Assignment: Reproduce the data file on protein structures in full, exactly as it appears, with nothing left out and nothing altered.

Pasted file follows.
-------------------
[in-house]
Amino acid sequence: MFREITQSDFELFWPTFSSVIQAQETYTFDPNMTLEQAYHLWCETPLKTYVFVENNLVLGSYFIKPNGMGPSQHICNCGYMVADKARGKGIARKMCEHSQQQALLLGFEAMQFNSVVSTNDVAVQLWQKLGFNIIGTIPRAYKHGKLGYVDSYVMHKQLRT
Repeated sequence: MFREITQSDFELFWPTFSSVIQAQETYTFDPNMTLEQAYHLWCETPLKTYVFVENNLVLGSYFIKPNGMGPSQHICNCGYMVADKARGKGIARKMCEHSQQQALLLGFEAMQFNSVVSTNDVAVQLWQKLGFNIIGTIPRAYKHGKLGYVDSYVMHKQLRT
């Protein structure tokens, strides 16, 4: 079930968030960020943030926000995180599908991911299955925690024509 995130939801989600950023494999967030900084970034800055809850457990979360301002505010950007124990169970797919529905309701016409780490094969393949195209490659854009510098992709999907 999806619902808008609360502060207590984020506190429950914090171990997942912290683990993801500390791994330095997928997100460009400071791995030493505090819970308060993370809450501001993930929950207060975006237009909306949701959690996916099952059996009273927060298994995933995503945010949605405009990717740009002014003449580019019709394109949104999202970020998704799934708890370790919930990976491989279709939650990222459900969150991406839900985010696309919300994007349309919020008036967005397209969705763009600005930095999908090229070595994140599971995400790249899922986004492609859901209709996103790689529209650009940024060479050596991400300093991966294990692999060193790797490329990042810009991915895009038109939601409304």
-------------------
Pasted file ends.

[in-house]
Amino acid sequence: MFREITQSDFELFWPTFSSVIQAQETYTFDPNMTLEQAYHLWCETPLKTYVFVENNLVLGSYFIKPNGMGPSQHICNCGYMVADKARGKGIARKMCEHSQQQALLLGFEAMQFNSVVSTNDVAVQLWQKLGFNIIGTIPRAYKHGKLGYVDSYVMHKQLRT
Repeated sequence: MFREITQSDFELFWPTFSSVIQAQETYTFDPNMTLEQAYHLWCETPLKTYVFVENNLVLGSYFIKPNGMGPSQHICNCGYMVADKARGKGIARKMCEHSQQQALLLGFEAMQFNSVVSTNDVAVQLWQKLGFNIIGTIPRAYKHGKLGYVDSYVMHKQLRT
């Protein structure tokens, strides 16, 4: 079930968030960020943030926000995180599908991911299955925690024509 995130939801989600950023494999967030900084970034800055809850457990979360301002505010950007124990169970797919529905309701016409780490094969393949195209490659854009510098992709999907 999806619902808008609360502060207590984020506190429950914090171990997942912290683990993801500390791994330095997928997100460009400071791995030493505090819970308060993370809450501001993930929950207060975006237009909306949701959690996916099952059996009273927060298994995933995503945010949605405009990717740009002014003449580019019709394109949104999202970020998704799934708890370790919930990976491989279709939650990222459900969150991406839900985010696309919300994007349309919020008036967005397209969705763009600005930095999908090229070595994140599971995400790249899922986004492609859901209709996103790689529209650009940024060479050596991400300093991966294990692999060193790797490329990042810009991915895009038109939601409304």